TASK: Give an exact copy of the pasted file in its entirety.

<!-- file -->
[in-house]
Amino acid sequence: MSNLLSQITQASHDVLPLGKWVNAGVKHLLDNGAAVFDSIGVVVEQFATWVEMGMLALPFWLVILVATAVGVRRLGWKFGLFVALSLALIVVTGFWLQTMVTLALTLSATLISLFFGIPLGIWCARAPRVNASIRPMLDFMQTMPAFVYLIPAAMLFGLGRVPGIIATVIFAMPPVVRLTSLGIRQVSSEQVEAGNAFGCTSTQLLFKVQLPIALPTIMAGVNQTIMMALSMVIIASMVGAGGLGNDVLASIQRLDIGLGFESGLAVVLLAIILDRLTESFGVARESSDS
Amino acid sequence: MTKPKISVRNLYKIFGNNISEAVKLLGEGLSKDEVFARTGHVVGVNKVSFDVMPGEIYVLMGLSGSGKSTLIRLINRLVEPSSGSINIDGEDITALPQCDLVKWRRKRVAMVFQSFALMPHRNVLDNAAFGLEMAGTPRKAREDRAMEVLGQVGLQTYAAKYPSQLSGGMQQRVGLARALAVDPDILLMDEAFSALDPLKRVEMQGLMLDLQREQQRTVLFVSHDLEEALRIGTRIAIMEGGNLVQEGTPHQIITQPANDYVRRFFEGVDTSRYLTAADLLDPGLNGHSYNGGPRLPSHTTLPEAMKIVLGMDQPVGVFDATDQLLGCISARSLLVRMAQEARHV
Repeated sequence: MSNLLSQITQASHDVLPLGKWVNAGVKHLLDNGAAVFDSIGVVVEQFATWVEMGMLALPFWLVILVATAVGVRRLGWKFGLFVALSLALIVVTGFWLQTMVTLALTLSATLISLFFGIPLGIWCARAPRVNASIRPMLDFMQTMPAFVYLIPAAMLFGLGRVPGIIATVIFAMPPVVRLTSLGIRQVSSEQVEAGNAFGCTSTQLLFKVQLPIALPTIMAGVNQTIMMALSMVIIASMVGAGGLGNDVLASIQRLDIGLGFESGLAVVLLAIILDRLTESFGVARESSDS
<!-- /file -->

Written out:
[in-house]
Amino acid sequence: MSNLLSQITQASHDVLPLGKWVNAGVKHLLDNGAAVFDSIGVVVEQFATWVEMGMLALPFWLVILVATAVGVRRLGWKFGLFVALSLALIVVTGFWLQTMVTLALTLSATLISLFFGIPLGIWCARAPRVNASIRPMLDFMQTMPAFVYLIPAAMLFGLGRVPGIIATVIFAMPPVVRLTSLGIRQVSSEQVEAGNAFGCTSTQLLFKVQLPIALPTIMAGVNQTIMMALSMVIIASMVGAGGLGNDVLASIQRLDIGLGFESGLAVVLLAIILDRLTESFGVARESSDS
Amino acid sequence: MTKPKISVRNLYKIFGNNISEAVKLLGEGLSKDEVFARTGHVVGVNKVSFDVMPGEIYVLMGLSGSGKSTLIRLINRLVEPSSGSINIDGEDITALPQCDLVKWRRKRVAMVFQSFALMPHRNVLDNAAFGLEMAGTPRKAREDRAMEVLGQVGLQTYAAKYPSQLSGGMQQRVGLARALAVDPDILLMDEAFSALDPLKRVEMQGLMLDLQREQQRTVLFVSHDLEEALRIGTRIAIMEGGNLVQEGTPHQIITQPANDYVRRFFEGVDTSRYLTAADLLDPGLNGHSYNGGPRLPSHTTLPEAMKIVLGMDQPVGVFDATDQLLGCISARSLLVRMAQEARHV
Repeated sequence: MSNLLSQITQASHDVLPLGKWVNAGVKHLLDNGAAVFDSIGVVVEQFATWVEMGMLALPFWLVILVATAVGVRRLGWKFGLFVALSLALIVVTGFWLQTMVTLALTLSATLISLFFGIPLGIWCARAPRVNASIRPMLDFMQTMPAFVYLIPAAMLFGLGRVPGIIATVIFAMPPVVRLTSLGIRQVSSEQVEAGNAFGCTSTQLLFKVQLPIALPTIMAGVNQTIMMALSMVIIASMVGAGGLGNDVLASIQRLDIGLGFESGLAVVLLAIILDRLTESFGVARESSDS